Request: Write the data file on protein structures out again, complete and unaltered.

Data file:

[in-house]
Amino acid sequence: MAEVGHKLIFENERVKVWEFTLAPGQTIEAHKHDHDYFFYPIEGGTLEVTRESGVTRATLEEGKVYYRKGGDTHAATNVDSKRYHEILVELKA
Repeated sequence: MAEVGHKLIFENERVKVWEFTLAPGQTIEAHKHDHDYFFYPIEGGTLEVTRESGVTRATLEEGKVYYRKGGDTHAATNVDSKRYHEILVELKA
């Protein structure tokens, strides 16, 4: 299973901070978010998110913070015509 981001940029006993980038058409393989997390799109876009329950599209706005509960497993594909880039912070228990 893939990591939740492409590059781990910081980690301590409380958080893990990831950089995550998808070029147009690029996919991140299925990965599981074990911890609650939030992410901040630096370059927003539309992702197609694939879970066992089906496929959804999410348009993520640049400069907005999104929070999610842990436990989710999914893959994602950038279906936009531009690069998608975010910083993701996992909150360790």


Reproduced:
[in-house]
Amino acid sequence: MAEVGHKLIFENERVKVWEFTLAPGQTIEAHKHDHDYFFYPIEGGTLEVTRESGVTRATLEEGKVYYRKGGDTHAATNVDSKRYHEILVELKA
Repeated sequence: MAEVGHKLIFENERVKVWEFTLAPGQTIEAHKHDHDYFFYPIEGGTLEVTRESGVTRATLEEGKVYYRKGGDTHAATNVDSKRYHEILVELKA
């Protein structure tokens, strides 16, 4: 299973901070978010998110913070015509 981001940029006993980038058409393989997390799109876009329950599209706005509960497993594909880039912070228990 893939990591939740492409590059781990910081980690301590409380958080893990990831950089995550998808070029147009690029996919991140299925990965599981074990911890609650939030992410901040630096370059927003539309992702197609694939879970066992089906496929959804999410348009993520640049400069907005999104929070999610842990436990989710999914893959994602950038279906936009531009690069998608975010910083993701996992909150360790």